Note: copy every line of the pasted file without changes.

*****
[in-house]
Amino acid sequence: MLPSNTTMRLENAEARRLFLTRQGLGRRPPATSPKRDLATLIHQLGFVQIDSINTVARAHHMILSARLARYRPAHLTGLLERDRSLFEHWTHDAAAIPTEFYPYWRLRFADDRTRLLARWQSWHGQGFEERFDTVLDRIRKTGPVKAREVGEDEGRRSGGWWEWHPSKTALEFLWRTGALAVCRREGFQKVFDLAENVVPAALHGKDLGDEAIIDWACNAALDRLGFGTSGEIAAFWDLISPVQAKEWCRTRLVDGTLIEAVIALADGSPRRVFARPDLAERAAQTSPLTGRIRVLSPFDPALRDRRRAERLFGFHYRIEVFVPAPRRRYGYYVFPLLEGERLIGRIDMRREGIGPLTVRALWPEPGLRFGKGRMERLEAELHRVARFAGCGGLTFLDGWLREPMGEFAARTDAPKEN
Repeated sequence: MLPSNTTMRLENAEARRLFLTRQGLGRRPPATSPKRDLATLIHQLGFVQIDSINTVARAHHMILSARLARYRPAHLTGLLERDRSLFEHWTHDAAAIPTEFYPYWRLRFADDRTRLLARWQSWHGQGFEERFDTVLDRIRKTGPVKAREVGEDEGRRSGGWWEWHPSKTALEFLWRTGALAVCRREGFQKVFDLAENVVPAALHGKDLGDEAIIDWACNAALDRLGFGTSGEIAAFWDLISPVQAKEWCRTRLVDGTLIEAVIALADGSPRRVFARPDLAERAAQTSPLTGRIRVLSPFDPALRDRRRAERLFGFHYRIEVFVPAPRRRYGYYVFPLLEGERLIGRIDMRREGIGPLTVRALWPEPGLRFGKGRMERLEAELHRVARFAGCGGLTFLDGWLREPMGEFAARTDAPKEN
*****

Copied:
[in-house]
Amino acid sequence: MLPSNTTMRLENAEARRLFLTRQGLGRRPPATSPKRDLATLIHQLGFVQIDSINTVARAHHMILSARLARYRPAHLTGLLERDRSLFEHWTHDAAAIPTEFYPYWRLRFADDRTRLLARWQSWHGQGFEERFDTVLDRIRKTGPVKAREVGEDEGRRSGGWWEWHPSKTALEFLWRTGALAVCRREGFQKVFDLAENVVPAALHGKDLGDEAIIDWACNAALDRLGFGTSGEIAAFWDLISPVQAKEWCRTRLVDGTLIEAVIALADGSPRRVFARPDLAERAAQTSPLTGRIRVLSPFDPALRDRRRAERLFGFHYRIEVFVPAPRRRYGYYVFPLLEGERLIGRIDMRREGIGPLTVRALWPEPGLRFGKGRMERLEAELHRVARFAGCGGLTFLDGWLREPMGEFAARTDAPKEN
Repeated sequence: MLPSNTTMRLENAEARRLFLTRQGLGRRPPATSPKRDLATLIHQLGFVQIDSINTVARAHHMILSARLARYRPAHLTGLLERDRSLFEHWTHDAAAIPTEFYPYWRLRFADDRTRLLARWQSWHGQGFEERFDTVLDRIRKTGPVKAREVGEDEGRRSGGWWEWHPSKTALEFLWRTGALAVCRREGFQKVFDLAENVVPAALHGKDLGDEAIIDWACNAALDRLGFGTSGEIAAFWDLISPVQAKEWCRTRLVDGTLIEAVIALADGSPRRVFARPDLAERAAQTSPLTGRIRVLSPFDPALRDRRRAERLFGFHYRIEVFVPAPRRRYGYYVFPLLEGERLIGRIDMRREGIGPLTVRALWPEPGLRFGKGRMERLEAELHRVARFAGCGGLTFLDGWLREPMGEFAARTDAPKEN